The Malta-flagged ship had a crew of 23 – 13 Iranians and 10 Filipinos – and was on its way from Indonesia to Tianjin. The Panamanian ship, with a crew of 26 Chinese nationals, was en route from Tianjin to Singapore.
The Maltese ship, which was unnamed in the report, was towed to the port of Longyan for repairs.
Somali pirates have hijacked a Malaysian-owned cargo vessel and its 23-strong crew 900 miles off Somalia, the European Union's anti-piracy task force said on Monday.
EU Navfor said the MV Albedo was seized in the early hours of November 26 as it headed for the Kenyan port city of Mombasa from Jebel Ali in the United Arab Emirates.
The crew are from Pakistan, Bangladesh, Sri Lanka and Iran, the task force said in an online statement.
Somali pirates are making tens of millions of dollars in ransoms from seizing ships, including tankers and dry bulkers, in the Indian Ocean and the Gulf of Aden, despite the efforts of foreign navies to clamp down on such attacks.
Reports: Bird strike likely cause of cargo aircraft in Karachi
A bird strike is the likely cause of the crash of a Russian-made cargo plane in Karachi, the operator of the aircraft has said.
The plane had crashed seconds after taking off from Karachi International Airport on Sunday, killing all eight crewmembers on board and injuring seven others.
It was heading for Sudan's capital city of Khartoum.
"The likely cause was the damage of the aircraft engine caused by a bird strike," the Nation quoted Dzhemal Tamazashvili, Director of the Georgian airline Sun Way, the operator of the aircraft, as saying.
"Two weeks ago, in accordance with maintenance procedures, the aircraft underwent a technical check. It was in an ideal condition while the crew had an 18-hour rest before the flight," he added.
The explosion caused by the crash was so powerful that local residents thought it was triggered by a bomb, said Karachi police chief Fayyas Leghari.
Flames raged in four to five construction sites, but officials said that the number of casualties could have been far higher if the plane had struck nearby residential buildings.
It was the third plane accident within four months in Pakistan, and the second aircraft to crash after take off from Karachi in just four weeks.
Online sales in the U.S. rose 19 percent yesterday, coming in as the biggest Internet shopping day of the year so far as Web retailers gain ground on traditional stores, according to research firm Coremetrics.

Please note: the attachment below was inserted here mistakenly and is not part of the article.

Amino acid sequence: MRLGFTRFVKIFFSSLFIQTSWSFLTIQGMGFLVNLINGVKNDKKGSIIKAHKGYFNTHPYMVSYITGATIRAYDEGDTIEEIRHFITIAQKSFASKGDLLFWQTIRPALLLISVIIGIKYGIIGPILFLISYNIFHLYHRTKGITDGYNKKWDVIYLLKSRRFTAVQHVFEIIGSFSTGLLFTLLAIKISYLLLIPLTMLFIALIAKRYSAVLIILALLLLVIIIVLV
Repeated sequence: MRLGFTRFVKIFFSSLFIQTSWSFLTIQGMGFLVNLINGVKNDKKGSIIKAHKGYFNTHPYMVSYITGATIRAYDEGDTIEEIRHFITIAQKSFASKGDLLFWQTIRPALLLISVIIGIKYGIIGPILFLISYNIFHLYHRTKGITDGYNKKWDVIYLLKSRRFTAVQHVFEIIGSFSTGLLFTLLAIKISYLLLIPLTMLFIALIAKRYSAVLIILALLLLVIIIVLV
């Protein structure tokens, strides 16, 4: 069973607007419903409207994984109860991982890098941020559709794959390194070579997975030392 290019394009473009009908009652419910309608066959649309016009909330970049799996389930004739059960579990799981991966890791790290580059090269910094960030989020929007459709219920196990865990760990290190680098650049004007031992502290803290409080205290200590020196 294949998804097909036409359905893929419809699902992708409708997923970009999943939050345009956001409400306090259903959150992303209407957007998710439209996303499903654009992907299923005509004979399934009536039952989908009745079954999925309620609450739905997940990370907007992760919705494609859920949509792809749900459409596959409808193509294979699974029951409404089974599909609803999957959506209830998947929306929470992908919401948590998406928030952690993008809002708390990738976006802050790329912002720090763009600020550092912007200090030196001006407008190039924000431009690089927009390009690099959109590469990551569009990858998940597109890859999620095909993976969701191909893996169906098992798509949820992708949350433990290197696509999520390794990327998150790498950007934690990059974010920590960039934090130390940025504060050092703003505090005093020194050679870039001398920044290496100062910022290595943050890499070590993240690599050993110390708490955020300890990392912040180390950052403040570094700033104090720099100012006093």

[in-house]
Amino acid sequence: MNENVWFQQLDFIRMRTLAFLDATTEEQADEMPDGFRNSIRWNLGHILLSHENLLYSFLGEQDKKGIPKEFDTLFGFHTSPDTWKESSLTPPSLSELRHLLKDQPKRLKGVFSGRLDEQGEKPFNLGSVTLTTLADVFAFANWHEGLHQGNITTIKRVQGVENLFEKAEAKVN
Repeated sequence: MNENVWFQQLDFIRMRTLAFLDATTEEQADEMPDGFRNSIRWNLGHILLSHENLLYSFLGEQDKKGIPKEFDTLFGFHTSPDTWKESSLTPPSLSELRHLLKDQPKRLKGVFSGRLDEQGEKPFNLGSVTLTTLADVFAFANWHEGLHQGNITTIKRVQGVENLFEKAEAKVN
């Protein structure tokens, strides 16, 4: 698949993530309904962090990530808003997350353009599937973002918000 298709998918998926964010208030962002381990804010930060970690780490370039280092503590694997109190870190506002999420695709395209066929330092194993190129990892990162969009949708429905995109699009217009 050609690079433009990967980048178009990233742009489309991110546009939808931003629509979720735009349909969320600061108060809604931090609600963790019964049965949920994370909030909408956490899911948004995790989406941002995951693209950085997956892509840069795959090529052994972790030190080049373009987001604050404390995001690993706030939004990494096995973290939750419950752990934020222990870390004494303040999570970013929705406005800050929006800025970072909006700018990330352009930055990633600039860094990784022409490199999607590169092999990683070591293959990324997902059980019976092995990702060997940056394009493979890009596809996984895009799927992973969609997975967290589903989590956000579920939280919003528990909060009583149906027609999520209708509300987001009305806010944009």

The average order climbed 8.3 percent to $194.89, San Mateo, California-based Coremetrics said today in a statement. Sales of luxury goods rose 24 percent. Coremetrics, owned by International Business Machines Corp., is an analytics company that tracks online consumer spending and shopping behavior.
Cyber Monday -- the day consumers return to work after the weekend following Thanksgiving and continue to shop online -- is an indicator of how the rest of the holiday season is shaping up.
Hawaii’s state senate to hold hearing on Pasha’s proposed inter-island service
A state Senate committee plans to hold a hearing this week on the Public Utilities Commission's decision to grant Pasha Hawaii Transport Lines permission to carry cargo through the islands on an interim basis through 2013.
Senate Committee on Commerce and Consumer Protection lawmakers are having a hearing at the state Capitol on Wednesday to ask how the decision may affect neighbor island residents and businesses.
The PUC says the move will foster competition and provide customers with choice.
But the state's existing interisland ocean carrier -- Young Brothers Ltd. -- says the decision will lead to a decrease in service and an increase in cargo costs.
Young Brothers says it may have to reduce its twice-weekly service to Hilo and Kawaihae.
Cargo ship-tanker collision in Black Sea, five crew missing
Officials say a cargo ship has collided with a tanker during a storm in the Black Sea and sunk, leaving five sailors missing.
Navy vessels and helicopters were searching for the missing off Bulgaria on Tuesday.
The Transport Ministry says the Sierra Leone-flagged cargo ship Karam 1 sank late Monday after colliding with the Dutch tanker Alessandro DP, 10 miles (16 kilometers) off Cape Emine.